As per the order, the District Collectors have been asked to file affidavits after the event. However, the court will decide later on the validity of Centre's notification banning bulls as performing animals.
The order came after Tamil Nadu government assured to ensure safety of bulls and people.
The traditional part of Pongal, Jallikattu, had been objected to strongly by animal rights' activists.
The Supreme Court too had slammed the Tamil Nadu government for a mercenary approach to Jallikattu by allowing the event to run for five months. The court wants the event to last for two months. "Jallikattu has become an industry and people are making money. This is normally done during Pongal. How can you stretch it for five months upto May?" asked the court.
Last year, under pressure from the Animal Welfare Board, the Tamil Nadu government had limited the bullfight run from January to May; organisers were required to deposit Rs 2 lakh as compensation for those injured during the event - a common fallout of the ritual. The Supreme Court had suggested that amount be raised significantly to Rs 20 lakh.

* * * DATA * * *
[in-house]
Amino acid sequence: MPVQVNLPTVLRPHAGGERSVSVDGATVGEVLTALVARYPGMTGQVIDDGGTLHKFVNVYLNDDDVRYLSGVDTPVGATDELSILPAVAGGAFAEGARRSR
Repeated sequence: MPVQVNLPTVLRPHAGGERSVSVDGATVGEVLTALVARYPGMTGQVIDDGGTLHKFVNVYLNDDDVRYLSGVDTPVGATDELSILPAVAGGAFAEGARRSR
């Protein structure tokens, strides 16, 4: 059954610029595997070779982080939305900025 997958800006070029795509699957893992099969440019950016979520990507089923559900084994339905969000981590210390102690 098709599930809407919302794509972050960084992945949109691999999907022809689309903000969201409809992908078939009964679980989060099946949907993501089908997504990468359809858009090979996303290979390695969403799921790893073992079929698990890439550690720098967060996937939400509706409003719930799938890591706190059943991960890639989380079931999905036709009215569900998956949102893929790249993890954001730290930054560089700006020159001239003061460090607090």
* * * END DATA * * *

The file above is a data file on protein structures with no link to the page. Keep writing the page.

Jallikattu is most popular in the Madurai district and attracts huge local audiences as well as foreign tourists.
The term Jallikattu comes from the term "Salli" kassu (coins) and "Kattu" (meaning a package) tied to the horns of the bulls as the prize money.